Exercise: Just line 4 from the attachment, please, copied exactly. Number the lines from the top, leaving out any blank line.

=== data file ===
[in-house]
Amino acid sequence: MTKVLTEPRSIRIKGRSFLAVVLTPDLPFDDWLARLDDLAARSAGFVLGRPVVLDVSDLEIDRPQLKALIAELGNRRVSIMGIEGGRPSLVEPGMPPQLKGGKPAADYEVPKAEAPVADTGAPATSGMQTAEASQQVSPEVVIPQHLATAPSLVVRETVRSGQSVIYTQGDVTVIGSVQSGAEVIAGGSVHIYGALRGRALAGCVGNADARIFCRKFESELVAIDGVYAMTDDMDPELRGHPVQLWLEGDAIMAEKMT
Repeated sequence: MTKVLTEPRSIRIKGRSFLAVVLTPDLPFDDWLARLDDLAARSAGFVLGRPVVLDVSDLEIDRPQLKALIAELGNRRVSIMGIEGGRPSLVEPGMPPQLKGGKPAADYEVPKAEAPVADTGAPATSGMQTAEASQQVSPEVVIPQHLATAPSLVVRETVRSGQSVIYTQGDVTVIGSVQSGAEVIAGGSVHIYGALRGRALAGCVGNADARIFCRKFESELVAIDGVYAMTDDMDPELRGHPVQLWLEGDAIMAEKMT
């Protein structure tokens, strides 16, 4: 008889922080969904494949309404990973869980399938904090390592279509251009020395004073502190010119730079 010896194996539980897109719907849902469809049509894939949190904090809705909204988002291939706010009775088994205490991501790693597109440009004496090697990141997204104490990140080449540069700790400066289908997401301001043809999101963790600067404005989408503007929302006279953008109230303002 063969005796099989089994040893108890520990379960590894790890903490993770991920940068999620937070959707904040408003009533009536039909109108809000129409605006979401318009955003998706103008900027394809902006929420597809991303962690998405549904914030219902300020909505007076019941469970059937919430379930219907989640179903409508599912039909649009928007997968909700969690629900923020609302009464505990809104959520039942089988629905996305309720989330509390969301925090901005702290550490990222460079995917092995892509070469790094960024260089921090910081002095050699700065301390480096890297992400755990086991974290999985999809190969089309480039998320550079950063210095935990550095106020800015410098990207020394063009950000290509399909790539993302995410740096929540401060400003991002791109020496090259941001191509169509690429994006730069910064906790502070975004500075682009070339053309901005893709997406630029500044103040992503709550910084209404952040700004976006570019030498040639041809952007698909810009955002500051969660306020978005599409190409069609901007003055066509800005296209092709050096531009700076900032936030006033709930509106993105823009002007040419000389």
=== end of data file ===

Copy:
């Protein structure tokens, strides 16, 4: 008889922080969904494949309404990973869980399938904090390592279509251009020395004073502190010119730079 010896194996539980897109719907849902469809049509894939949190904090809705909204988002291939706010009775088994205490991501790693597109440009004496090697990141997204104490990140080449540069700790400066289908997401301001043809999101963790600067404005989408503007929302006279953008109230303002 063969005796099989089994040893108890520990379960590894790890903490993770991920940068999620937070959707904040408003009533009536039909109108809000129409605006979401318009955003998706103008900027394809902006929420597809991303962690998405549904914030219902300020909505007076019941469970059937919430379930219907989640179903409508599912039909649009928007997968909700969690629900923020609302009464505990809104959520039942089988629905996305309720989330509390969301925090901005702290550490990222460079995917092995892509070469790094960024260089921090910081002095050699700065301390480096890297992400755990086991974290999985999809190969089309480039998320550079950063210095935990550095106020800015410098990207020394063009950000290509399909790539993302995410740096929540401060400003991002791109020496090259941001191509169509690429994006730069910064906790502070975004500075682009070339053309901005893709997406630029500044103040992503709550910084209404952040700004976006570019030498040639041809952007698909810009955002500051969660306020978005599409190409069609901007003055066509800005296209092709050096531009700076900032936030006033709930509106993105823009002007040419000389």